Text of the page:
(CN) — Manhattan District Attorney Cyrus Vance indicated on Tuesday that he would not enforce his subpoenas for President Donald Trump’s financial information until the Second Circuit issued its ruling on the case.
During oral arguments on Friday, U.S. Circuit Judge Pierre Leval suggested that only Vance himself stood in the way of obtaining the records his office sought.
Vance’s general counsel Carey Dunne denied that in a three-page letter Tuesday morning, blaming the impasse on Judge Leval’s Second Circuit peers who earlier this month issued a headscratcher of a single-page order that the district attorney claims ties his hands.
“While that order does not explicitly reference a stay of enforcement, there was no other issue in contention either at the briefing or at oral argument on [Trump’s] motion for a stay,” Dunne wrote in his letter.
The Second Circuit’s stay order paused U.S. District Judge Victor Marrero’s ruling dismissing Trump’s complaint challenging the investigation.
Trump’s attorney William Consovoy claimed that this essentially denied enforcement of the subpoena.
“The only reason that the president sought a stay was to prevent enforcement of the subpoena, thereby preserving the status quo,” Consovoy wrote. “Awarding that relief, in turn, would be the only reason for the stay panel to grant the motion.”
In his October 2019 decision, Marrero described Trump’s claims to absolute immunity from criminal investigation as more fitting for a king than a president. The Supreme Court upheld that ruling but gave Trump a window to challenge the subpoenas on other grounds.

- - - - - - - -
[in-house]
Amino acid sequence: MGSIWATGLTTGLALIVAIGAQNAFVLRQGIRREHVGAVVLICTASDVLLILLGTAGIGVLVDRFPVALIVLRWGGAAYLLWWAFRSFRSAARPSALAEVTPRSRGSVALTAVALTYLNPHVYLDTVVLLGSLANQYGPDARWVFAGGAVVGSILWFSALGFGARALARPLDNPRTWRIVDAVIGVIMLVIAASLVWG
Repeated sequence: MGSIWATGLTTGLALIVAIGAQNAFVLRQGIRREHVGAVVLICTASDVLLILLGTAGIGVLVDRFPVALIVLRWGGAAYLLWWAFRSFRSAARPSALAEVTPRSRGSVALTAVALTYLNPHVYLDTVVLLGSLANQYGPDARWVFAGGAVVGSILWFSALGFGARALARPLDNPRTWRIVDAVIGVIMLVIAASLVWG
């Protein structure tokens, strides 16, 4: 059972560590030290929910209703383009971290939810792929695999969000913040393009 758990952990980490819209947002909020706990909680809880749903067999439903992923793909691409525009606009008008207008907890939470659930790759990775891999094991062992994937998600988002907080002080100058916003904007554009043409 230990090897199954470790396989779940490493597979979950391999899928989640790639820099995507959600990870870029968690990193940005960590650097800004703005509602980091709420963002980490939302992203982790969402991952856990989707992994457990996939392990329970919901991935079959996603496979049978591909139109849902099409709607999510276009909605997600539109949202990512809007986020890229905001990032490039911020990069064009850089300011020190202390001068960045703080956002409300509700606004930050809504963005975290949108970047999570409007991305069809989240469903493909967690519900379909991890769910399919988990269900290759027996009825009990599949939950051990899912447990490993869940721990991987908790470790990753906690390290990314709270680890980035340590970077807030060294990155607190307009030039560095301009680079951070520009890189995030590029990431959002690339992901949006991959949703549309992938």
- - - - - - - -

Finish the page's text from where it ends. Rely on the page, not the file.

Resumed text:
Marrero rejected Trump’s renewed effort as an apparent backdoor effort to obtain the same relief the high court denied. That judge explicitly denied Trump’s request to make Vance hold off on the subpoenas while the president pursued his appeals.
Vance’s office declined additional comment beyond what is contained in the memo.
Despite both sides interpreting the prior ruling in the president’s favor, Trump’s counsel sought an order “temporarily preserving the status quo so that he can seek further appellate relief.”
Trump has every reason to expect the Second Circuit to rule against him. The three-judge panel took turns skewering his attorneys’ arguments last week.
“Are you asking us to change the ways grand juries have worked since time immemorial?” Chief U.S. Circuit Judge Robert Katzmann asked at one point, referring to the traditional secrecy and breadth of their operations.
Judge Leval referred to the allegations of Trump’s complaint as “contrived” and inquired whether it asked questions that were “irrelevant.”
When Trump’s attorney Consovoy indicated that he would consider a subpoena seeking even one document overbroad, U.S. Circuit Judge Raymond Lohier—the final member of the panel—responded: “That’s a problem.”
The three judges have not yet issued their ruling on the merits.